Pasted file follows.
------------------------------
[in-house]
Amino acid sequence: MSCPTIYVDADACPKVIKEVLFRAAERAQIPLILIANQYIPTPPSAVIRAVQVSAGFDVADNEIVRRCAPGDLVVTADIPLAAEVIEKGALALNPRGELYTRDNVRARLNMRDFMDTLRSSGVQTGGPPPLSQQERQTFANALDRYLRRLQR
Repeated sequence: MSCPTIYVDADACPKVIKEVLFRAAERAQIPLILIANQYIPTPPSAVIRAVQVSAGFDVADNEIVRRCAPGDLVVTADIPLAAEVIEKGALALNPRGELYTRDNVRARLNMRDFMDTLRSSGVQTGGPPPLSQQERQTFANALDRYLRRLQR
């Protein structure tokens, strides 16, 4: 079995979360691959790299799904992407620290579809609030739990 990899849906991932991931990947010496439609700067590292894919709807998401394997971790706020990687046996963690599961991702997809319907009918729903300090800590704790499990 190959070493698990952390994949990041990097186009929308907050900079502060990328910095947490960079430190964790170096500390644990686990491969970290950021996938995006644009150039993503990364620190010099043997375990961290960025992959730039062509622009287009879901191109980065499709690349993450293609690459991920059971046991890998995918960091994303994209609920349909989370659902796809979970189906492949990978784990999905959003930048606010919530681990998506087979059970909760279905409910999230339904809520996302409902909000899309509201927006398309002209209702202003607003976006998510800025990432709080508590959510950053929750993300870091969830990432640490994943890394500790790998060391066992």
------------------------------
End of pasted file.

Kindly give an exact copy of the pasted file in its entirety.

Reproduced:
[in-house]
Amino acid sequence: MSCPTIYVDADACPKVIKEVLFRAAERAQIPLILIANQYIPTPPSAVIRAVQVSAGFDVADNEIVRRCAPGDLVVTADIPLAAEVIEKGALALNPRGELYTRDNVRARLNMRDFMDTLRSSGVQTGGPPPLSQQERQTFANALDRYLRRLQR
Repeated sequence: MSCPTIYVDADACPKVIKEVLFRAAERAQIPLILIANQYIPTPPSAVIRAVQVSAGFDVADNEIVRRCAPGDLVVTADIPLAAEVIEKGALALNPRGELYTRDNVRARLNMRDFMDTLRSSGVQTGGPPPLSQQERQTFANALDRYLRRLQR
């Protein structure tokens, strides 16, 4: 079995979360691959790299799904992407620290579809609030739990 990899849906991932991931990947010496439609700067590292894919709807998401394997971790706020990687046996963690599961991702997809319907009918729903300090800590704790499990 190959070493698990952390994949990041990097186009929308907050900079502060990328910095947490960079430190964790170096500390644990686990491969970290950021996938995006644009150039993503990364620190010099043997375990961290960025992959730039062509622009287009879901191109980065499709690349993450293609690459991920059971046991890998995918960091994303994209609920349909989370659902796809979970189906492949990978784990999905959003930048606010919530681990998506087979059970909760279905409910999230339904809520996302409902909000899309509201927006398309002209209702202003607003976006998510800025990432709080508590959510950053929750993300870091969830990432640490994943890394500790790998060391066992």